Optional ingredient: 1 cups chopped Nuts, added when you add the chocolate chips.

To continue with my Christmas theme, next week I will share with you some appetizers. My family tradition is to have finger food to nibble on while opening presents.

Making most of Leftovers

It’s after Thanksgiving. Black Friday shopping has been done. What to cook for dinner. Hopefully, you have turkey leftover from the big day. The easiest thing to do would be to put the leftovers on a plate, and warm them up in the microwave.But there is so much more that can be done with the leftovers, especially the turkey.

Here are two of my favorite turkey recipes that are great for around the holidays. One is from the best cook whose food I wish I was still eating, my mom. The other is a way to dress up the lefter turkey into a dish that would be welcome on many restaurant menus. Either way, you will be eating the turkey in a more favorable way than just reheating it.

This recipe is one of my mothers. It’s one that she would make to bring to covered dish or pot luck dinners. It is a twist on Thanksgiving dinner, with the turkey, stuffing and green beans. The only thing that is missing is the French Fried Onions that usually go on top Green bean casserole.It’s funny that I never seem to get my mother’s recipes to taste like they did when she cooked them. I guess she used a different kind of love when cooking them than I use.

Mona’s Turkey Casserole

2 cups Pepperidge Stuffing
1 small can French Style Green Beans
1 small can Cream of Mushroom Soup
2 cups Turkey, diced
1/2 cup Milk
2 teaspoons Butter
1/4 cup Hot Water
Salt and Pepper to taste

Preheat oven to 350℉.

Arrange in a casserole dish 2/3 cup dry stuffing, green beans, diced turkey, mushroom soup and milk. Mix together. Dot with butter. Add hot water, salt and pepper. Top with the remaining 1 1/3 cups of stuffing. Bake for 25 minutes.

This dish puts a fancy twist on leftover turkey. Although the finished dish looks like you have been cooking all day, it is an easy dish to prepare. You can use white or dark meat turkey. The important part of the dish is the bacon. You want to make sure that it is crispy before you place in the oven. It adds a different texture to the dish that I think is crucial. It just does not taste as good if the bacon is less than crispy.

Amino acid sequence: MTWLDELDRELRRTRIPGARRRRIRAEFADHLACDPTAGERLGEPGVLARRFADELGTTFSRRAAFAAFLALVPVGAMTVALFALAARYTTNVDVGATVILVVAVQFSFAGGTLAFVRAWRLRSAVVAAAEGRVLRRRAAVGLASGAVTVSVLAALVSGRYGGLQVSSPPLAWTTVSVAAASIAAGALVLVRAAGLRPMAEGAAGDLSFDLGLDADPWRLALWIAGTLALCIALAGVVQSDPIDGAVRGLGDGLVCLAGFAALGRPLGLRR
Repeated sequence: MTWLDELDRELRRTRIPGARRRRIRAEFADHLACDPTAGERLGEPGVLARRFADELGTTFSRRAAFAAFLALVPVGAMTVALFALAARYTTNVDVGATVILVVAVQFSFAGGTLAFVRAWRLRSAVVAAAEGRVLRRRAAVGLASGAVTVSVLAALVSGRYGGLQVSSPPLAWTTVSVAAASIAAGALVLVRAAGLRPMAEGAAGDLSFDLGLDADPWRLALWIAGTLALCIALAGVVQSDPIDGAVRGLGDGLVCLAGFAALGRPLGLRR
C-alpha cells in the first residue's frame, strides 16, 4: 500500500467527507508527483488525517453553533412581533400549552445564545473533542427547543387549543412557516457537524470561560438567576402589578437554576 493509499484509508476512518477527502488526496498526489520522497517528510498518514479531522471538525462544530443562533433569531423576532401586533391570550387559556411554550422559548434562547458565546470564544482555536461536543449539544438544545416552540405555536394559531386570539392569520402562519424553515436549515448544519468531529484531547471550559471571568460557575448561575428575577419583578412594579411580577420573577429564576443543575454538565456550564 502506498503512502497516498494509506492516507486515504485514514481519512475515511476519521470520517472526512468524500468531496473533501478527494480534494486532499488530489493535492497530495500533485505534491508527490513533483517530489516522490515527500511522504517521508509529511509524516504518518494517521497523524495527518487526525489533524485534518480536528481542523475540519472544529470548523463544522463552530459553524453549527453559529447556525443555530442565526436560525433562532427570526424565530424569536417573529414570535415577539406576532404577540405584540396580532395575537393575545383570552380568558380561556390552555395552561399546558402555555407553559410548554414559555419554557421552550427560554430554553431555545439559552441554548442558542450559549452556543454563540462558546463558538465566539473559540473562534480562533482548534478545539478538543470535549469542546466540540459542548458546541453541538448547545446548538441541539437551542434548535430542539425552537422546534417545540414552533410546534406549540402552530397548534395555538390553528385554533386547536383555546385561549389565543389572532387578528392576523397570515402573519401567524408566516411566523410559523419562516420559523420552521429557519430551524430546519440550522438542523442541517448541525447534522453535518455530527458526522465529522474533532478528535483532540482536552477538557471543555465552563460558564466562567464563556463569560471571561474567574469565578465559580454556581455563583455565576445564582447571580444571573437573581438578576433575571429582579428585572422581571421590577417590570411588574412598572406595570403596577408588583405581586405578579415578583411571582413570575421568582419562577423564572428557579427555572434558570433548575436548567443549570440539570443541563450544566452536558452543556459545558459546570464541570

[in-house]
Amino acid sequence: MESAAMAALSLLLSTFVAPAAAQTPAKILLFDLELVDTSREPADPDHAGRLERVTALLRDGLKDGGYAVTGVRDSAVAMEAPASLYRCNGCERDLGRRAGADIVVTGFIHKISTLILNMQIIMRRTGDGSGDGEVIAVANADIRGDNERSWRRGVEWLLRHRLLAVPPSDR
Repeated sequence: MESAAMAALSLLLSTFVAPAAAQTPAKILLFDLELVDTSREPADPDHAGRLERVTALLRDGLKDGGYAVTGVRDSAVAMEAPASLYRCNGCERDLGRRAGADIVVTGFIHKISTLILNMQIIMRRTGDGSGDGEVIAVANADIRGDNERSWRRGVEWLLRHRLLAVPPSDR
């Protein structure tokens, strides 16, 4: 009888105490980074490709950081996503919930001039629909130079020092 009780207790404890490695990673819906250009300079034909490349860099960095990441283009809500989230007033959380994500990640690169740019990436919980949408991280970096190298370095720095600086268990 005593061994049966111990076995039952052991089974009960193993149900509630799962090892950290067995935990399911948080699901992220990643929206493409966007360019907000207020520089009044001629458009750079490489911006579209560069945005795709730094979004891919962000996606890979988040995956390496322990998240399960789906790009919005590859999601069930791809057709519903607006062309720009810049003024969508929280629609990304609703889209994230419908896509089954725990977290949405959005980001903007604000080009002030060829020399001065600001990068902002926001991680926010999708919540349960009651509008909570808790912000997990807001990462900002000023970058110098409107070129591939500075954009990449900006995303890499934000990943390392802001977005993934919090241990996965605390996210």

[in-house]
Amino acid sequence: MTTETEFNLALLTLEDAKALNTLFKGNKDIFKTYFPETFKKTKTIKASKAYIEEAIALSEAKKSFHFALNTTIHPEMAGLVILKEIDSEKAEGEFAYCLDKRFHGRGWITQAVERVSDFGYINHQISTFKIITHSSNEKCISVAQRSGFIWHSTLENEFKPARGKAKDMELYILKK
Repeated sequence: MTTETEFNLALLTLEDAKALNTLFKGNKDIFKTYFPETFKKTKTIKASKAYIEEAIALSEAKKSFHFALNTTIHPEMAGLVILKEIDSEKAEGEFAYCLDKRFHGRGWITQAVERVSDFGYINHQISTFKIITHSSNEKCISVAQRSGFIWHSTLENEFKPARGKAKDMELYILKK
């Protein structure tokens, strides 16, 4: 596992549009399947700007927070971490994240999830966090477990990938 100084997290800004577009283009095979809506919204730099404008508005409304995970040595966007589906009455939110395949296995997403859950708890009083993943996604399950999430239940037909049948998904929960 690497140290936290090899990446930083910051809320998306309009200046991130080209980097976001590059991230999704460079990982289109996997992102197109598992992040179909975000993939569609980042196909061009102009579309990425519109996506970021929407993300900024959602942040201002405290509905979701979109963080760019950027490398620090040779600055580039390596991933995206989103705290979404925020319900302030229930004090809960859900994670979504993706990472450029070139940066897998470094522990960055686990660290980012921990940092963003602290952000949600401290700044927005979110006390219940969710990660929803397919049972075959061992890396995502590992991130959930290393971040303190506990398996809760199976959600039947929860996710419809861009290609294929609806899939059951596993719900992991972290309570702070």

Turkey Poulet

8 slices of Bread, lightly toasted
24 sliced Bacon, cooked crispy
24 ounces Turkey, sliced
Double recipe of Béchamel Sauce (recipe to follow)
Freshly Grated Parmesan Cheese

Preheat oven to 350℉.

For each serving, place two pieces of toast side by side on an oven proof plate. Place 3 slices of bacon and 3 ounces of turkey on each piece of toast. Cover with sauce and sprinkle with Parmesan cheese. Cook for 15 minutes.

This is one of the five, if not the most important, mother sauces. It is also the easiest to make.Béchamel is the basic for many different sauces. You add cheese to Béchamel to make a Mornay sauce, which is used to make Macaroni and Cheese. Adding different herbs and seasonings makes this sauce a must know how to make.

Béchamel Sauce

2 tablespoons Butter
2 tablespoon Flour
1/4 teaspoon Salt
Dash of White Pepper
Dash of Nutmeg
1 1/2 cups Milk

In a small saucepan over medium heat, melt butter. Stir in the flour, salt, pepper and nutmeg. Cook until evenly combined. After the mixture is combined with no lumps, slowly add the milk, stirring constantly with a whisk until evenly blended. Stir the sauce over medium heat until the mixture bubbles across the entire surface. Cook and stir for a couple more minutes to completely cook the flour into the sauce.

These last few articles have been a tribute to Thanksgiving. I hope you had an enjoyable day and I look forward to sharing more holiday recipes with you in the coming weeks.